Too lightly, many people continue to brush such questions and issues aside. After all, they argue, there is plenty of time to save the planet.

Ah, but is there…?

Yes, our politicians claim to empathise with Green campaigners but could they perhaps do (far) more to back up their word with actions…or could it be they are but paying lip service to increasing electorate (and business) concerns?

At school, I once overheard my Religious Education teacher refer to Armageddon as 'the death of plain common sense' to which my art teacher commented that it would be an appropriate theme for graffiti art among the corridors of power just about anywhere in the world. 70+ years on, I am inclined to agree with both.


The sky is red
where once it was blue;
trees turning yellow;
streams, trickles of blood
on a baby's cot...
Time, caught taking a nap
in Earth Mother’s bed

The forest is dead
where once trees grew tall,
birds would nest,
one beast best another
as required…
by nature’s rule of thumb,
its kingdom come

The world, gone quiet
where once people played,
would laugh and sing,
yet sure to best one another
as required…
by nature’s rule of thumb,
our kingdom come

The sky is red
where once it was blue;
trees, turning yellow;
streams, but muddy footprints
left by Earth Mother
seeking the lost children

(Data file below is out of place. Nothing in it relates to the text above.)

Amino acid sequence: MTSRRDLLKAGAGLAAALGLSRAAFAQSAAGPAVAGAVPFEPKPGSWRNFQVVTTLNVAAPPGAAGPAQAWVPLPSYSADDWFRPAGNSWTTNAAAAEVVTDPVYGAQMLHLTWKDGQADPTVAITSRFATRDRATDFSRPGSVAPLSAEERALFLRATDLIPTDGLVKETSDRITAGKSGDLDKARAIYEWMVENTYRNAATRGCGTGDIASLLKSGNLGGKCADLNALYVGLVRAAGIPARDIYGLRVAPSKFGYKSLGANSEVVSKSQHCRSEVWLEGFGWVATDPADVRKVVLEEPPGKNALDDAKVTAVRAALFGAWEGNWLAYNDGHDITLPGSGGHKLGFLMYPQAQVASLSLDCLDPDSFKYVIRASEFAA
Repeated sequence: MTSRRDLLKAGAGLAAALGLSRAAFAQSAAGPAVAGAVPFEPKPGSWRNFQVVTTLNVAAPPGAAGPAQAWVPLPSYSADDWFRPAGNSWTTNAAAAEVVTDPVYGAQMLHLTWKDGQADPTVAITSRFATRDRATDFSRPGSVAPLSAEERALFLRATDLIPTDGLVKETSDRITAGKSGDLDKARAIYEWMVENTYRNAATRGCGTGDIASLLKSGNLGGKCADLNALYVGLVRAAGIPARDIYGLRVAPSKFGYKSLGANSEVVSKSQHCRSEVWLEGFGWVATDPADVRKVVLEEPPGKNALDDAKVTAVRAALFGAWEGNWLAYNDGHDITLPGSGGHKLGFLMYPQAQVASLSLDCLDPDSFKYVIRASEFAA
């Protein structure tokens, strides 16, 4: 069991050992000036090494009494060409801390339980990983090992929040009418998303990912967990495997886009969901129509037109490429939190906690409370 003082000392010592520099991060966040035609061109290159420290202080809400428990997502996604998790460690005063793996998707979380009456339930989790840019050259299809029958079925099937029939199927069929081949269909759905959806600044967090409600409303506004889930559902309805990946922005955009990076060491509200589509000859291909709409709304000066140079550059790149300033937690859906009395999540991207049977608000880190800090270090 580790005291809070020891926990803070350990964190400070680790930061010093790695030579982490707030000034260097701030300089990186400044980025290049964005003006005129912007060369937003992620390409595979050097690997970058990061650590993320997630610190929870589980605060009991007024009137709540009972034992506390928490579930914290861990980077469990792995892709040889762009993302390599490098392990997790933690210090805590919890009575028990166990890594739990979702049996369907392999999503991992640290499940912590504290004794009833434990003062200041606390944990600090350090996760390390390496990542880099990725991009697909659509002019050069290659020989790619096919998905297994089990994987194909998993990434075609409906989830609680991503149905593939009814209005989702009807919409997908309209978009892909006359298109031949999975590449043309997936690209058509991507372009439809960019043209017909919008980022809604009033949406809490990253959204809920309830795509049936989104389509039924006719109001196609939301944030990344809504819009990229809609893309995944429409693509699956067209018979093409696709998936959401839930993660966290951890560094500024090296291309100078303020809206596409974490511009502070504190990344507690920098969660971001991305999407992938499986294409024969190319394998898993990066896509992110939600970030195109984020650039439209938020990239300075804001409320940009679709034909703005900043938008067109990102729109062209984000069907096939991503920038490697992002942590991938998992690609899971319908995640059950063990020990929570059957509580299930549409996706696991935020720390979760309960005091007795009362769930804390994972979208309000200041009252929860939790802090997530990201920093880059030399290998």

of Armageddon

Copyright R. N. Taber 2010

Monday, 25 January 2016

Wake-Up Call OR Skylark, Icon for a Free Spirit

I suspect many if not most of us are inclined to misinterpret images conjured up by our dream selves, failing to see them as warning signs and as good a reason as any to take a closer look at ourselves…

The dawn chorus, for some of us, can be something of a wake-up call in more ways than one, lifting spirits and appealing to a bold imagination and spirituality, but only if we let it.

Too often, we get stuck in  psycho-emotional rut of our own making and we need to listen to nature's song, tap into its freely flowing potential for positive thinking.


Glad chorus
greets a dawn birthing
a Brave New World,
poor copy of Eden’s
fairer face

Love in the air,
snakes in long grass,
good and bad
sharing our burden
of choice

Lark, skylark,
dear symbol of light
and beauty,
victim of Man’s
sheer apathy

Let us not dwell
on any fears haunting
our pillows,
all that’s between us

Follow the skylark,
take a cue from nature,
seize the day
for the beauty we see
in one another

Copyright R. N. Taber 2000; 2016

[Note: This poem is a later version of the original that appears in 1st eds. of Love and Human Remains by R. N. Taber, Assembly Books, 2000 as ‘Alarm Call’; revised ed. in e-format in preparation.]

Friday, 15 January 2016

Never let a Wrinkle have the Last Word

I was 70 on the last winter solstice, and more than one person has expressed well-meaning sympathy for my growing old. Well, I am happy enough...most of the time.